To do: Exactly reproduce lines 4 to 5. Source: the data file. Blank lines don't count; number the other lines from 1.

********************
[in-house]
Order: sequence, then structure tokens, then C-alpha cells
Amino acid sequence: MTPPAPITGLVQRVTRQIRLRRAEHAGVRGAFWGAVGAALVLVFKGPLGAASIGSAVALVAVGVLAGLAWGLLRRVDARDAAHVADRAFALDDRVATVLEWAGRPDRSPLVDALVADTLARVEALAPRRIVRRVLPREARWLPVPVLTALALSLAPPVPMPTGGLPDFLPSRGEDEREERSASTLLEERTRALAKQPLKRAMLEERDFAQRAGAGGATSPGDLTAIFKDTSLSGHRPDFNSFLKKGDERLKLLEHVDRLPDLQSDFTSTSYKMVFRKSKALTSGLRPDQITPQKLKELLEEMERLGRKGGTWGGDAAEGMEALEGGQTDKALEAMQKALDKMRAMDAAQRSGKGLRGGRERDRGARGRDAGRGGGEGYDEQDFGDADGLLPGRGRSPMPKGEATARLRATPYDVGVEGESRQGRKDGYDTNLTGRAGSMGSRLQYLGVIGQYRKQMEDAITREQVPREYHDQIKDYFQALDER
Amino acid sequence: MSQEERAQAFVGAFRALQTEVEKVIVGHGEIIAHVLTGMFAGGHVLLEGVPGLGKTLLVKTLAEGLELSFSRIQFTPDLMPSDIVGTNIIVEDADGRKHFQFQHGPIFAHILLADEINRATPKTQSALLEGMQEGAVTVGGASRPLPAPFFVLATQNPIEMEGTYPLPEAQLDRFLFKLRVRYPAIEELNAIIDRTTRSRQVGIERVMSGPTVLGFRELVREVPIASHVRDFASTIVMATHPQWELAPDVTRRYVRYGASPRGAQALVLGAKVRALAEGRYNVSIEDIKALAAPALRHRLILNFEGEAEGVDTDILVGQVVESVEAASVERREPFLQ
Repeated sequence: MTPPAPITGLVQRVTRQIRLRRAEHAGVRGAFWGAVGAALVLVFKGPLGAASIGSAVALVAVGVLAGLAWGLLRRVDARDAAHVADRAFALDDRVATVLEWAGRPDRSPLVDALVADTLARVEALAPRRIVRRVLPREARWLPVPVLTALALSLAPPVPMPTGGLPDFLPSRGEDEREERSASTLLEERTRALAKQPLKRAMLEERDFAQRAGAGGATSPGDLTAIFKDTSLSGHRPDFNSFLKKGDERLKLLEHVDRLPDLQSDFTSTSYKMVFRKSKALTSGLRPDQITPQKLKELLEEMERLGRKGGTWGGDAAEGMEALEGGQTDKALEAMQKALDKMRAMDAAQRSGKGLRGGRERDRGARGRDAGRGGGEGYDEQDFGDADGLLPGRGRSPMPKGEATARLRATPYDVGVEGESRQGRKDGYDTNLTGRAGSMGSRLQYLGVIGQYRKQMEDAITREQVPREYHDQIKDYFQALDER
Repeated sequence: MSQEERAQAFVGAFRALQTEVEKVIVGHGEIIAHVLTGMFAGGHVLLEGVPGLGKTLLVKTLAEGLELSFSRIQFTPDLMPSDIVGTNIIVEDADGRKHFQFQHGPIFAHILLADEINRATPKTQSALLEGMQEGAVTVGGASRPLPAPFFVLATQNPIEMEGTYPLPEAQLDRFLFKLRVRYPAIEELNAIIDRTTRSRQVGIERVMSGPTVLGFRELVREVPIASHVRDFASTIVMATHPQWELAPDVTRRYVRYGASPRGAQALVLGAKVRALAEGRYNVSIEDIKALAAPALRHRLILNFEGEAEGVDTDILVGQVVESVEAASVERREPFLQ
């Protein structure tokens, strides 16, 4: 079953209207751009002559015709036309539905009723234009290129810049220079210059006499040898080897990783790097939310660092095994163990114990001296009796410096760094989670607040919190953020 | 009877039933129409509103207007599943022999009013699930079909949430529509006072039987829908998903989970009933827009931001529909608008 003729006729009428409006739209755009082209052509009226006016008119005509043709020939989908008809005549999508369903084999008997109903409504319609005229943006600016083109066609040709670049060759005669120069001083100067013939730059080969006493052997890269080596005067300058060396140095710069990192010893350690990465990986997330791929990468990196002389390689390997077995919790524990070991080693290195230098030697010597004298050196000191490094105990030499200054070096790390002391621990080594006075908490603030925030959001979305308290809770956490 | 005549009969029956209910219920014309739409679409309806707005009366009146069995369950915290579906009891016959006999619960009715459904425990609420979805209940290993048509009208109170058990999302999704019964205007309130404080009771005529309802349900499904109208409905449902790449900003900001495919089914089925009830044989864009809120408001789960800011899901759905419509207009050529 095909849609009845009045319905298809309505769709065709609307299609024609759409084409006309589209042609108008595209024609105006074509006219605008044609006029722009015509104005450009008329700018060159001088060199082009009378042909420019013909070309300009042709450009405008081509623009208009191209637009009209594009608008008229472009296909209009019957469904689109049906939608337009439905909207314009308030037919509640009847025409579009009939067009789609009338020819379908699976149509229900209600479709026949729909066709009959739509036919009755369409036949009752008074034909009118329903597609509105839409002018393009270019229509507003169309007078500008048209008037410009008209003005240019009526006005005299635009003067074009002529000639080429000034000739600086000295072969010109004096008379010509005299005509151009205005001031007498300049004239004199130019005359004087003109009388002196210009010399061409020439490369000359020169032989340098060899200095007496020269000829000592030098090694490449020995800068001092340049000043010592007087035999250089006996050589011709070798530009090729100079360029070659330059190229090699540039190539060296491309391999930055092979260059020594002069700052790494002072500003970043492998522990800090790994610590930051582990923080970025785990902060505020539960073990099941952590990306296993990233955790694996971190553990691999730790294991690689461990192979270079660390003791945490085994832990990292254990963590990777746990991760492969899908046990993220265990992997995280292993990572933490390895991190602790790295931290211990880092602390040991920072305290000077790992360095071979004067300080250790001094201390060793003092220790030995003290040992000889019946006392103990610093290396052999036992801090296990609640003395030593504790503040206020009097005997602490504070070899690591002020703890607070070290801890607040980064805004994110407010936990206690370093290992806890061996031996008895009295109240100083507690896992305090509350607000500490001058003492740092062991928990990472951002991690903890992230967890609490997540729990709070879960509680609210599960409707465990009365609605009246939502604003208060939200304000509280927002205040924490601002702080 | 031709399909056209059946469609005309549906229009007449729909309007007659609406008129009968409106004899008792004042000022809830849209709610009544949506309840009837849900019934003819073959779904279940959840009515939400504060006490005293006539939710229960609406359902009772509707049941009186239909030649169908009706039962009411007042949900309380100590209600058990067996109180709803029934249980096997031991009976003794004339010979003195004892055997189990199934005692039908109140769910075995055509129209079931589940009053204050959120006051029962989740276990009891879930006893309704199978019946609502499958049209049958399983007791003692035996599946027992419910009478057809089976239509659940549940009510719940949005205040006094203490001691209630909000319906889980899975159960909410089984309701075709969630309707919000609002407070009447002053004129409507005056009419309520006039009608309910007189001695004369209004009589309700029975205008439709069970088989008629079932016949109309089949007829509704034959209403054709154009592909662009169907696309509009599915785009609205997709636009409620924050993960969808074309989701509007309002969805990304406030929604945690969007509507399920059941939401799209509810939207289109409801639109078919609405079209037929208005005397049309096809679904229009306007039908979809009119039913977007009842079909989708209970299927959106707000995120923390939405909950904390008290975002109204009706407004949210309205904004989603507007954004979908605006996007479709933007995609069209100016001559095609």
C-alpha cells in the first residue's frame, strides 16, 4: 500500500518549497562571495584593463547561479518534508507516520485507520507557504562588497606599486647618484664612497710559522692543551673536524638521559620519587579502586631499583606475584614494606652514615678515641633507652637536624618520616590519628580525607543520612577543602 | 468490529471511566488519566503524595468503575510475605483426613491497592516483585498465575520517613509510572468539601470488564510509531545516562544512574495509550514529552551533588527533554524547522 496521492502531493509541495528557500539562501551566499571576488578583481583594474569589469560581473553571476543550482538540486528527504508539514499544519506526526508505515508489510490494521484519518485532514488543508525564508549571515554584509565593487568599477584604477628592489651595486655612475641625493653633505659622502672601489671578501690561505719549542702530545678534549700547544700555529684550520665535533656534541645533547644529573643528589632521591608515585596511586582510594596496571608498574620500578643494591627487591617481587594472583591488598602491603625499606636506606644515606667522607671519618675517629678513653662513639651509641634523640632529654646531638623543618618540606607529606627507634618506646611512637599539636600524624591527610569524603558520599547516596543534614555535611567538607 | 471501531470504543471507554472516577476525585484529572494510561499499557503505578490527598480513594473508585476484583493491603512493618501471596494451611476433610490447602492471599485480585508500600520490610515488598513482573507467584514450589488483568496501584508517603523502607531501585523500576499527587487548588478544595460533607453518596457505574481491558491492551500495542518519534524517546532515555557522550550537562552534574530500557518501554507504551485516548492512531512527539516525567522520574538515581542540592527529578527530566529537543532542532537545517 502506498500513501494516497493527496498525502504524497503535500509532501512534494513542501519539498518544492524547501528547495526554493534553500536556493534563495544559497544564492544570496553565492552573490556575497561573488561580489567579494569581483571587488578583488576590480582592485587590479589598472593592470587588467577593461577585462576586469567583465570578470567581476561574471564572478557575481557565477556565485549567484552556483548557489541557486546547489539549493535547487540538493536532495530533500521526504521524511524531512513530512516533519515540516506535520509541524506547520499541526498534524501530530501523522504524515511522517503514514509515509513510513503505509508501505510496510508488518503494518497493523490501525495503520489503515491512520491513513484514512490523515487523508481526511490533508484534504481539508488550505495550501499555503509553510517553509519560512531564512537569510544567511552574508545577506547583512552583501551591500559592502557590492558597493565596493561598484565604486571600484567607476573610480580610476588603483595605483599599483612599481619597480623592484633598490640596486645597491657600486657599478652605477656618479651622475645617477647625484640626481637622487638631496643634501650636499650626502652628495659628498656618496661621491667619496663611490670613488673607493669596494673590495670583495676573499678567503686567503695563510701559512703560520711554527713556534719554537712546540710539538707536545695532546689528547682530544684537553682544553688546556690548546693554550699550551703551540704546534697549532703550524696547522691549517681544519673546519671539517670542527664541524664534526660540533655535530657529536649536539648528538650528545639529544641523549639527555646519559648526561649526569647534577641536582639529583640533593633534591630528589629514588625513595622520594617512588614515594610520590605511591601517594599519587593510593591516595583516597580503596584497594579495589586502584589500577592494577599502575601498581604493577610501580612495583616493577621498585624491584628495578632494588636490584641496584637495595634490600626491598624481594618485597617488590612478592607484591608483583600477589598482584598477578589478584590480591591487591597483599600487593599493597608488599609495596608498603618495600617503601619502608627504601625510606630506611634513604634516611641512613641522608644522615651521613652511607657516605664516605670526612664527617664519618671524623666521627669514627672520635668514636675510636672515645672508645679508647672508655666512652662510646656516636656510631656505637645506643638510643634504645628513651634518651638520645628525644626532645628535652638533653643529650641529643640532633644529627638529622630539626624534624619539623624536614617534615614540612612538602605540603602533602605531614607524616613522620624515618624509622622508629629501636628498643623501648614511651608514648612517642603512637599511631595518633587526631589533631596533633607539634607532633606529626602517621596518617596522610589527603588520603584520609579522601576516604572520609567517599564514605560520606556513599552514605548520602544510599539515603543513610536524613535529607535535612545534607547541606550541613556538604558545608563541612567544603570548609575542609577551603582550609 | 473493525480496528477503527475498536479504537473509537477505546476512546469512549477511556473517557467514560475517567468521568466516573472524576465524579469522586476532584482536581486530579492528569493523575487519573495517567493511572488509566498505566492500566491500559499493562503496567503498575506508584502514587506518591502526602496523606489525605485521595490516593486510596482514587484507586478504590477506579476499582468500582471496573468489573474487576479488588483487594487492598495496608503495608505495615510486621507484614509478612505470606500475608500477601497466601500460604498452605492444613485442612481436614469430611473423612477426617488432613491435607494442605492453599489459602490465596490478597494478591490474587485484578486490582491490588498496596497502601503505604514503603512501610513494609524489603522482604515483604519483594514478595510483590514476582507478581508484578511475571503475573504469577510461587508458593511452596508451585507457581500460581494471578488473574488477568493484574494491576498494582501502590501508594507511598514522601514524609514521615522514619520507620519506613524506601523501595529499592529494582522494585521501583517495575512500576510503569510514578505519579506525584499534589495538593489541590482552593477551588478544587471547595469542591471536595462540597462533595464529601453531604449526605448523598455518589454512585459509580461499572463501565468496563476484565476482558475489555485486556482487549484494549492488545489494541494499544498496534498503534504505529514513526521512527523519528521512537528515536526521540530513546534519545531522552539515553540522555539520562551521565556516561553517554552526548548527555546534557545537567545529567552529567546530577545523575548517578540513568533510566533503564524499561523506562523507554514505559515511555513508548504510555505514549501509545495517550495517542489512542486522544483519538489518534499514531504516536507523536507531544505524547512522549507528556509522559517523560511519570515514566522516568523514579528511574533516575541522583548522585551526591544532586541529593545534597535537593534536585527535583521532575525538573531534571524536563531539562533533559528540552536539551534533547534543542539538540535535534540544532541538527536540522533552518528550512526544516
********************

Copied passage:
Amino acid sequence: MSQEERAQAFVGAFRALQTEVEKVIVGHGEIIAHVLTGMFAGGHVLLEGVPGLGKTLLVKTLAEGLELSFSRIQFTPDLMPSDIVGTNIIVEDADGRKHFQFQHGPIFAHILLADEINRATPKTQSALLEGMQEGAVTVGGASRPLPAPFFVLATQNPIEMEGTYPLPEAQLDRFLFKLRVRYPAIEELNAIIDRTTRSRQVGIERVMSGPTVLGFRELVREVPIASHVRDFASTIVMATHPQWELAPDVTRRYVRYGASPRGAQALVLGAKVRALAEGRYNVSIEDIKALAAPALRHRLILNFEGEAEGVDTDILVGQVVESVEAASVERREPFLQ
Repeated sequence: MTPPAPITGLVQRVTRQIRLRRAEHAGVRGAFWGAVGAALVLVFKGPLGAASIGSAVALVAVGVLAGLAWGLLRRVDARDAAHVADRAFALDDRVATVLEWAGRPDRSPLVDALVADTLARVEALAPRRIVRRVLPREARWLPVPVLTALALSLAPPVPMPTGGLPDFLPSRGEDEREERSASTLLEERTRALAKQPLKRAMLEERDFAQRAGAGGATSPGDLTAIFKDTSLSGHRPDFNSFLKKGDERLKLLEHVDRLPDLQSDFTSTSYKMVFRKSKALTSGLRPDQITPQKLKELLEEMERLGRKGGTWGGDAAEGMEALEGGQTDKALEAMQKALDKMRAMDAAQRSGKGLRGGRERDRGARGRDAGRGGGEGYDEQDFGDADGLLPGRGRSPMPKGEATARLRATPYDVGVEGESRQGRKDGYDTNLTGRAGSMGSRLQYLGVIGQYRKQMEDAITREQVPREYHDQIKDYFQALDER